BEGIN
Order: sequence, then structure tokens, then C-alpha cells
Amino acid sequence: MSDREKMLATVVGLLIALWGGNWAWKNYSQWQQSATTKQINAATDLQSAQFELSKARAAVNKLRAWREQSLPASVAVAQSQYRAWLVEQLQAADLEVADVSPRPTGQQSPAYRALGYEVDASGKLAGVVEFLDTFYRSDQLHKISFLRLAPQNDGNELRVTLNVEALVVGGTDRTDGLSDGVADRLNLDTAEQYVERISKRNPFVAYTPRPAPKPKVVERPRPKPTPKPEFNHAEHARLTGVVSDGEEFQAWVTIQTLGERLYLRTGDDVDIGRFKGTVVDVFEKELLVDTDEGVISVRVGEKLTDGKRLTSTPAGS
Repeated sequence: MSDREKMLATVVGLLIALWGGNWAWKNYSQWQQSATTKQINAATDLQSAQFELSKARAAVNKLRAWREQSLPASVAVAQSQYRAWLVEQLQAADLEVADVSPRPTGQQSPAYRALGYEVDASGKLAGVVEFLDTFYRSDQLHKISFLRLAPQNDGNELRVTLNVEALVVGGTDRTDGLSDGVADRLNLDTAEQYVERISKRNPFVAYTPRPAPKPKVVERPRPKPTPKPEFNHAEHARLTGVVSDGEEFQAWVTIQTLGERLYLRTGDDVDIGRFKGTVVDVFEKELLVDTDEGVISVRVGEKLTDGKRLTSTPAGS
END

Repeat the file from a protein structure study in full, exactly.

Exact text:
Order: sequence, then structure tokens, then C-alpha cells
Amino acid sequence: MSDREKMLATVVGLLIALWGGNWAWKNYSQWQQSATTKQINAATDLQSAQFELSKARAAVNKLRAWREQSLPASVAVAQSQYRAWLVEQLQAADLEVADVSPRPTGQQSPAYRALGYEVDASGKLAGVVEFLDTFYRSDQLHKISFLRLAPQNDGNELRVTLNVEALVVGGTDRTDGLSDGVADRLNLDTAEQYVERISKRNPFVAYTPRPAPKPKVVERPRPKPTPKPEFNHAEHARLTGVVSDGEEFQAWVTIQTLGERLYLRTGDDVDIGRFKGTVVDVFEKELLVDTDEGVISVRVGEKLTDGKRLTSTPAGS
Repeated sequence: MSDREKMLATVVGLLIALWGGNWAWKNYSQWQQSATTKQINAATDLQSAQFELSKARAAVNKLRAWREQSLPASVAVAQSQYRAWLVEQLQAADLEVADVSPRPTGQQSPAYRALGYEVDASGKLAGVVEFLDTFYRSDQLHKISFLRLAPQNDGNELRVTLNVEALVVGGTDRTDGLSDGVADRLNLDTAEQYVERISKRNPFVAYTPRPAPKPKVVERPRPKPTPKPEFNHAEHARLTGVVSDGEEFQAWVTIQTLGERLYLRTGDDVDIGRFKGTVVDVFEKELLVDTDEGVISVRVGEKLTDGKRLTSTPAGS